Saturday, February 3, 2007


so, after the seminar, I didn't have a chance to tell my favourite part of the day. I went for a walk outside the seminar which was on the grounds of a boy's school. A couple boys were playing soccer, so I watched and after a while they kicked the ball to me, so I kicked it back. At times I have difficulty understanding the Nigerian accent, but sports are universal. We soon had a great soccer game going among myself and about 10 of the boys from the school. We were all barefoot, since I had sandals on, and they just were barefoot. Eventually 3 of the participants from the seminar who were still there also joined in. It was amazing how much this little activity just opened everyone up. Sports are so universal, and they had the opportunity to laugh at me running around barefoot in a skirt kicking a 20 year old soccerball just as they were. We had a meeting afterwards with the committee members, and instead of being formal with the president, we were able to chat and recognise that we were all working towards the same goal (recognition of human dignity, in case you were wondering!) even though we come from different backgrounds.

The next morning, we woke up early to be interviewed on the CRBC, Cross River State Broadcasting Corporation, morning talk show. Myself, Ann, Winnie and our member IG were all on tv for 20 minutes speaking about the WYA, our seminar, what we hoped to accomplish within Calabar and within Nigeria. That was our second media interview here in Nigeria. Our first seminar in Lagos, we also had NTV, Nigerian TV, at the seminar who got some footage of us speaking, and then interviewed each of us afterwards.

After the interview we got into a car and drove to Warri. The trip took about 8 hours, and as we got closer to Port Harcourt and Warri the amount of police checkpoints increased dramatically. We were lucky to only by pulled over for questioning (aka. checking if we would bribe them) twice. The first time, I had my window down and the officer asked me if I had anything for him. I said "no, sorry" and he asked me why not. Temptation, I so wanted to reply that if he'd called in advance and told me he'd be waiting for me that I could have picked up a little present for him. My second thought was to offer him a WYA T-shirt after giving him a lecture on the dignity of the person, solidarity, and good governance. My third thought won out sadly enough, which was that I should probably just keep quiet so he didn't shoot me or beat me.

In Warri, the bishop welcomed us very warmly, along with Fr. Nicholas who had organised the seminar the following day. We were greeted with Cola nuts which are apparently the local tradition to welcome guests. The person who brings cola nuts brings peace. After discussing in a number of seminars that the peace is achieved through voluntary suffering, the taste shouldn't have come as a shock. No wonder Coca Cola is jammed with sugar, cola nuts are very bitter and I have no idea what would possess people eat them voluntarily. Perhaps if you bring them and eat them, it shows how earnestly desire peace that you would go to the trouble of picking them and eating them.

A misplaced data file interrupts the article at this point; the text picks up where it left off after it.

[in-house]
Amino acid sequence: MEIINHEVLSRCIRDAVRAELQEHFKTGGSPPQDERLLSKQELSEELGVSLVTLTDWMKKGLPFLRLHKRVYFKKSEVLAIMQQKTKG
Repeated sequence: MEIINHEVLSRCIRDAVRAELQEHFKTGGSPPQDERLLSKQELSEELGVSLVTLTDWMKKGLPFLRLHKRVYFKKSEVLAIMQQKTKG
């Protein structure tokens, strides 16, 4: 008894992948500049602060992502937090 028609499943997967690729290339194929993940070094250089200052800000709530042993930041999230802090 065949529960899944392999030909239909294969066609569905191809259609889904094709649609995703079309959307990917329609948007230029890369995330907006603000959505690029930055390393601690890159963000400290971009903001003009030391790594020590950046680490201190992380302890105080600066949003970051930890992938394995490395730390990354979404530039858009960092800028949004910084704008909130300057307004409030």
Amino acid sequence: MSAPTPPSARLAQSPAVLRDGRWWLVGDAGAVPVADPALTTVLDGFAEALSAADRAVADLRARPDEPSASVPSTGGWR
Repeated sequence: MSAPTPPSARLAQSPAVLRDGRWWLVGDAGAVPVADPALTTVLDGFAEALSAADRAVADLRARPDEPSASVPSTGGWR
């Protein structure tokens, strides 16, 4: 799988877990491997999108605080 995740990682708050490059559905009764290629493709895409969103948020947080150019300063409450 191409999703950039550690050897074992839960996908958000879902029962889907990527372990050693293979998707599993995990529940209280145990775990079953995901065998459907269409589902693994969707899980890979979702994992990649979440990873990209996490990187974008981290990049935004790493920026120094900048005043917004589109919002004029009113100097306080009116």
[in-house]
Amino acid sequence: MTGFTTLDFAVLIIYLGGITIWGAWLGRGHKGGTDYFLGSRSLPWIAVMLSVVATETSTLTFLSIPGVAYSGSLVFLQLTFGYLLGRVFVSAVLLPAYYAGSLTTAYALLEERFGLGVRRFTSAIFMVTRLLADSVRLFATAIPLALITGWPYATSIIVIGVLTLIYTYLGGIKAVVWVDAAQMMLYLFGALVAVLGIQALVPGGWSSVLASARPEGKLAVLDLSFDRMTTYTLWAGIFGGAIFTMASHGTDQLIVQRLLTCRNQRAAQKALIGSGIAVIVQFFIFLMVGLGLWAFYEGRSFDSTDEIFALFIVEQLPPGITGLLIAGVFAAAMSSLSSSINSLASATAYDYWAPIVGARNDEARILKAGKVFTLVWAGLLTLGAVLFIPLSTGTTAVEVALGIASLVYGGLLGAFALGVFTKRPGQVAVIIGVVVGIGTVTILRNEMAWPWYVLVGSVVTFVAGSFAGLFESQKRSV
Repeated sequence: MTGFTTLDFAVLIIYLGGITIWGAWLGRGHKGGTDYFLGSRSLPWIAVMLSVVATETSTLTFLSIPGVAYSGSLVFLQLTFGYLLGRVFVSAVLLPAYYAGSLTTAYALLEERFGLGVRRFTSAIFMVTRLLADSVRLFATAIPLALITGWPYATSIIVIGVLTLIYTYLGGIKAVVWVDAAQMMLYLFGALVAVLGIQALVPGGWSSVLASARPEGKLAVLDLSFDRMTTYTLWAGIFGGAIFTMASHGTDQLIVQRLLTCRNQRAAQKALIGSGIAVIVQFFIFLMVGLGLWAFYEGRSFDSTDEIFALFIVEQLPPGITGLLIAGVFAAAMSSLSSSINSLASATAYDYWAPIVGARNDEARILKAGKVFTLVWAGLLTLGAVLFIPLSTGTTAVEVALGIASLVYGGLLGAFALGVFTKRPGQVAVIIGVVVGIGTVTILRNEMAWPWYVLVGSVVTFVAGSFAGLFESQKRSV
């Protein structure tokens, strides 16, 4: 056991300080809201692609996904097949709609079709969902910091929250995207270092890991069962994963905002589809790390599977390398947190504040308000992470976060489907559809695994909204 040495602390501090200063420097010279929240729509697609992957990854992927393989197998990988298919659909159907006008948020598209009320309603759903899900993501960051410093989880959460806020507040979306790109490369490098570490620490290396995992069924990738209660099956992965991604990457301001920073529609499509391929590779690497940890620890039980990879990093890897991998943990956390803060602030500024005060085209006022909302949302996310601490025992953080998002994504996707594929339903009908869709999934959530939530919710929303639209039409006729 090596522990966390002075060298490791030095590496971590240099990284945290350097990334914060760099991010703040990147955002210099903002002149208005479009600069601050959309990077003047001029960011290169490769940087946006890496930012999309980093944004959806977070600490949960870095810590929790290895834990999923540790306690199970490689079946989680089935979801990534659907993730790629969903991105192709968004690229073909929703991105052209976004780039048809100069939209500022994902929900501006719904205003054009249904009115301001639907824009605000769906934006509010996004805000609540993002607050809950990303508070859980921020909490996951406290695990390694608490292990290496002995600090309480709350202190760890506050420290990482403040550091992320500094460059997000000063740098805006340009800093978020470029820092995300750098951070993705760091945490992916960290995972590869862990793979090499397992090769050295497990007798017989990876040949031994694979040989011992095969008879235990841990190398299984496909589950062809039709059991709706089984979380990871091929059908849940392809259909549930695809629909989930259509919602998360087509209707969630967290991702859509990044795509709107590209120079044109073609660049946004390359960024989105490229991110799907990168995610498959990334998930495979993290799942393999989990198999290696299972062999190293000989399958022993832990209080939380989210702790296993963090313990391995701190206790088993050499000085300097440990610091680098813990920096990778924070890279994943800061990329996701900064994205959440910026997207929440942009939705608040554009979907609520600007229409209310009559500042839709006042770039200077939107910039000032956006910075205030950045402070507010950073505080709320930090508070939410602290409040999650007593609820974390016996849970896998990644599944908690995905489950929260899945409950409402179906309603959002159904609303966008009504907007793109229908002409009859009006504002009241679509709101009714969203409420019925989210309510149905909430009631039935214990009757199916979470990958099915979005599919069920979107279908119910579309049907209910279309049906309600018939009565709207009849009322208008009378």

The seminar in Warri was beautiful, we had 100 participants, and these young people were incredible. They live in the heart of the Niger Delta region, amidst all the conflict over oil exploitation, government corruption, and poverty in the midst of wealth generation. At the end of this conference, not only did every single participant sign up, but approximately 30 stayed afterwards to become ACTIVE members. They understood so clearly that it was up to THEM to make the changes they wished to see. They already know the problems, and when faced with a solution, they were so willing and eager to do anything we asked of them. Even the kitchen staff sat in the back throughout the entire session and pulled me aside to thank me for coming and had really been listening. Winnie and I find both we and the participants get the most out of the seminars through interactive sessions. In Warri, I spent a great deal of time speaking with the participants about freedom (true freedom, prerequisites for freedom, differences between internal and external freedom, etc.). Afterwards we discussed Solidarity. I could barely keep a straight face, there was a doctor in attendance, a very warm, friendly man. As I asked the participants a number of questions to lead to a discussion on the relevance of Solidarity to freedom and human dignity and in their lives, he would continually interrupt with his own questions. At one point, I asked if anyone there was in prison (limits on personal freedom was where I was attempting to lead the participants) and he interrupted to say, how often do you visit the prisoners - she is trying to get you to think of charity, what work do you do for sick people and people in prison. It was so difficult to be diplomatic, my first reaction was shock, then I wanted to laugh, and finally I had to extricate the mic back from him so I could get the participants back on track.

In each seminar, the participants have split into groups to discuss three topics: Conflict in the Niger Delta, Conflict between Christian and Muslim communities, and Civil unrest during elections. At the end of their presentations they've passed in their thoughts and we're collecting them all to form a communique or presentation of all their thoughts. Many of the groups have excellent insights into the problems and suggestions for ways to work towards a solution. We hope that by distributing the collected thoughts amongst our active members and through them to government officials and others who can do this work, that all these seminars can begin to impact Nigeria.

Yesterday we arrived in Abuja. I'm almost out of time on the computer now, so will publish this and hopefully have internet again in Nairobi. We'll arrive tomorrow night.

No comments: